Concurring Statement of Commissioner Rostin Behnam Regarding the Proposed Rule on Public Rulemaking Procedures
September 16, 2019
I respectfully concur with the Commodity Futures Trading Commission’s (the “Commission” or “CFTC”) proposal to amend part 13 of the Commission’s Regulations (the “Proposal”). The Proposal aims to succinctly and unambiguously confirm that the Commission’s rulemaking process is governed by the Administrative Procedure Act (“APA”).
As explained in the Proposal, the provisions of part 13 were originally adopted in 1976 as a replacement for the Rules of Practice of the CFTC’s predecessor agency, the Commodity Exchange Authority, which would remain in effect “unless and until” terminated, modified, or suspended by the CFTC. In condensing the APA framework into part 13, the CFTC perhaps went further than needed to both ensure the public’s awareness of the new agency’s purview and to provide it the clearest understanding of the means to initiate and participate in the rulemaking process. However unnecessary it may seem at today’s point in the digital age, directly providing interested persons a truncated version of the applicable operating rules so that they may exercise their rights to participate in the rulemaking process and hold their regulators accountable was laudable. Eager to effectuate its mandate and build its regulatory footprint, the Commission clearly understood the value in ensuring the barriers to participation were few.
I am pleased today that the Commission has chosen to publish the Proposal for public comment. The removal of the part 13 regulations viewed as duplicative of the APA’s statutorily prescribed procedures for agency rulemakings and adjudications—which is almost part 13 in its entirety—could be accomplished without engaging the public in notice-and-comment on grounds that such regulations are strictly technical and administrative in nature. However, the Commission has recognized the importance of ensuring that as we move forward in improving the efficacy of our regulations, they remain current and reflective of our statutory mandate, which includes adhering to process and providing transparency. Whereas here we are preparing to remove the rules setting forth the Commission’s interpretation as to the application of the requirements of the APA with regard to information rulemaking—with the intent to rely exclusively and unambiguously on the APA, it will be useful to hear from the public as to whether there remain matters of importance that ought to be considered before we move forward.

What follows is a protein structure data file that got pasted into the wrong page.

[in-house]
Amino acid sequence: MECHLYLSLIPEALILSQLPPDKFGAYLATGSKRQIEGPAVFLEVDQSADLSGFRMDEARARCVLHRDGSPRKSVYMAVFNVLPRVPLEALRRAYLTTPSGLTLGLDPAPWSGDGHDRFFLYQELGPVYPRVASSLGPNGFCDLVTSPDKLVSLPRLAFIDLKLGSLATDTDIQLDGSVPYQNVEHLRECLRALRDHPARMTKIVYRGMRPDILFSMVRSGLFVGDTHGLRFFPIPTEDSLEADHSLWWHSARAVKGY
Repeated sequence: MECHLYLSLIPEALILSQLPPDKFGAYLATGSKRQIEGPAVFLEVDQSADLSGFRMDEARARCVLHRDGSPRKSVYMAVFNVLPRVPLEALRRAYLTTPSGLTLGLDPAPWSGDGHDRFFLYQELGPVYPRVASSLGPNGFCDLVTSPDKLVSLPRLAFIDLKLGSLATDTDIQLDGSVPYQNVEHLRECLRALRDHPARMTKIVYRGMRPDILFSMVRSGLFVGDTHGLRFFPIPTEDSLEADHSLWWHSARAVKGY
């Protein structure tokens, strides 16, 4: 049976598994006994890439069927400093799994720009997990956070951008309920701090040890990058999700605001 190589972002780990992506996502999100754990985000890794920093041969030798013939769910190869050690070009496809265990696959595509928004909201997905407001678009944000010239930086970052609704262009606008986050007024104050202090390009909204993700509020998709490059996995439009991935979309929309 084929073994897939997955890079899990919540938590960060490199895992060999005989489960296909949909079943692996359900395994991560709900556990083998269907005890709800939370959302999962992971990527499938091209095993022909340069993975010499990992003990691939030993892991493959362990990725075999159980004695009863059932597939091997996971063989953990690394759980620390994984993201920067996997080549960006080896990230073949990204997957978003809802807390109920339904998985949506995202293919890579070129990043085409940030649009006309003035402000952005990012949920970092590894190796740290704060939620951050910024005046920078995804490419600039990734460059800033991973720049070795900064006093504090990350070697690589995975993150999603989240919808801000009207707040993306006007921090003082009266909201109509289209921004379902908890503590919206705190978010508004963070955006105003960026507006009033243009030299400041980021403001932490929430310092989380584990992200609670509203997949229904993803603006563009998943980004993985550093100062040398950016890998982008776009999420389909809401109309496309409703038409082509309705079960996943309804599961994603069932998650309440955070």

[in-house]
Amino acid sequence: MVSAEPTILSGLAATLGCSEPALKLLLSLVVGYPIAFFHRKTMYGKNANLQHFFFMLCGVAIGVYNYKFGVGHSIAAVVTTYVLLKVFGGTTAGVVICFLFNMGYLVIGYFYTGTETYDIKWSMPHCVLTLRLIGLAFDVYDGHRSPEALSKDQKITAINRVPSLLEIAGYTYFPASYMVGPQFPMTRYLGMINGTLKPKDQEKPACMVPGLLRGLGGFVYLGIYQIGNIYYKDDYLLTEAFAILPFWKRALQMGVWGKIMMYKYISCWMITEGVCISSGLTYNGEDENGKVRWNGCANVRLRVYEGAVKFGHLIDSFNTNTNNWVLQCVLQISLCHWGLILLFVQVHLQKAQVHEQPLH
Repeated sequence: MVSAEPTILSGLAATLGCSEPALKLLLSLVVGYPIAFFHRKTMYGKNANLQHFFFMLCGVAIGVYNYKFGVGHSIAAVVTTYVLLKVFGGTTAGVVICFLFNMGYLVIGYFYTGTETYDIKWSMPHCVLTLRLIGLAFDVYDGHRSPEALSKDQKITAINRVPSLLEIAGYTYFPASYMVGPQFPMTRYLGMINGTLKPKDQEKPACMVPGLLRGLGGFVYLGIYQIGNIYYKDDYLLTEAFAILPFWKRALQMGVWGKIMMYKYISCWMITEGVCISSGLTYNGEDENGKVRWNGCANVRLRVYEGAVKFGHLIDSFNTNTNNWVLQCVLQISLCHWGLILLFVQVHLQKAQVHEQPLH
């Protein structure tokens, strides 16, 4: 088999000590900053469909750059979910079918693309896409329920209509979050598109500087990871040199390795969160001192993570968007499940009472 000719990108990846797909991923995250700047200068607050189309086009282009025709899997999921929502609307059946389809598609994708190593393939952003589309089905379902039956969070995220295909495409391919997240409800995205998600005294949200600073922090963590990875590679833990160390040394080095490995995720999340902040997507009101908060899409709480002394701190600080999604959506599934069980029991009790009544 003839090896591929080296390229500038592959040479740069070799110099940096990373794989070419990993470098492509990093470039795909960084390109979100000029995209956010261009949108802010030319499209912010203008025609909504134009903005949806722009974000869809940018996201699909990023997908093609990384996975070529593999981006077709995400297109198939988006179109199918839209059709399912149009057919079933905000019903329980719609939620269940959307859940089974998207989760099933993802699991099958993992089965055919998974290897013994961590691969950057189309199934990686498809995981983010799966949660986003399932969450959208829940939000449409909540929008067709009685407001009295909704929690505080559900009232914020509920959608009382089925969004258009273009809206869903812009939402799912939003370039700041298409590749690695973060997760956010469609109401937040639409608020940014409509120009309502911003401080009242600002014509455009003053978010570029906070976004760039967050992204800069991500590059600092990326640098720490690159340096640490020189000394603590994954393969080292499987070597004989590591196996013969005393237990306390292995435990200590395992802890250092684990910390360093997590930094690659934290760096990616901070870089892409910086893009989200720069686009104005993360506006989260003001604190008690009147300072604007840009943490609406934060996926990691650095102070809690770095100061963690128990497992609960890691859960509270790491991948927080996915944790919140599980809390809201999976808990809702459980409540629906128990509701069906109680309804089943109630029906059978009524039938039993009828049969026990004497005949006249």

This Proposal is consistent with the Department of Treasury’s October 2017 Report on Capital Markets in which it encouraged the CFTC to make full use of its ability to solicit public comment in order to better signal to the public what information may be relevant. To say that the various provisions of part 13 are unnecessary does not mean they are useless. To the extent part 13 may in some instances accord more elaborate procedures than the APA sets as the minimum, I hope that the Commission is alerted thereto.
While I have some concerns about the guidance and plainly written information to be lost upon the almost wholesale elimination of part 13, I am pleased that the Chairman and the Commission staff will be publishing a primer on the Commission’s rulemaking process to ensure that our governing procedures remain accessible to all interested persons.
 Commodity Futures Trading Commission Act of 1974, Pub. L. No. 93-463, § 411, 88 Stat. 1389, 1414 (1974)
 See 5 U.S.C. 553.
 U.S. Department of the Treasury, A Financial System That Creates Economic Opportunities: Capital Markets at 218 (Oct 2017), https://www.treasury.gov/press-center/press-releases/Documents/A-Financial-System-Capital-Markets-FINAL-FINAL.pdf.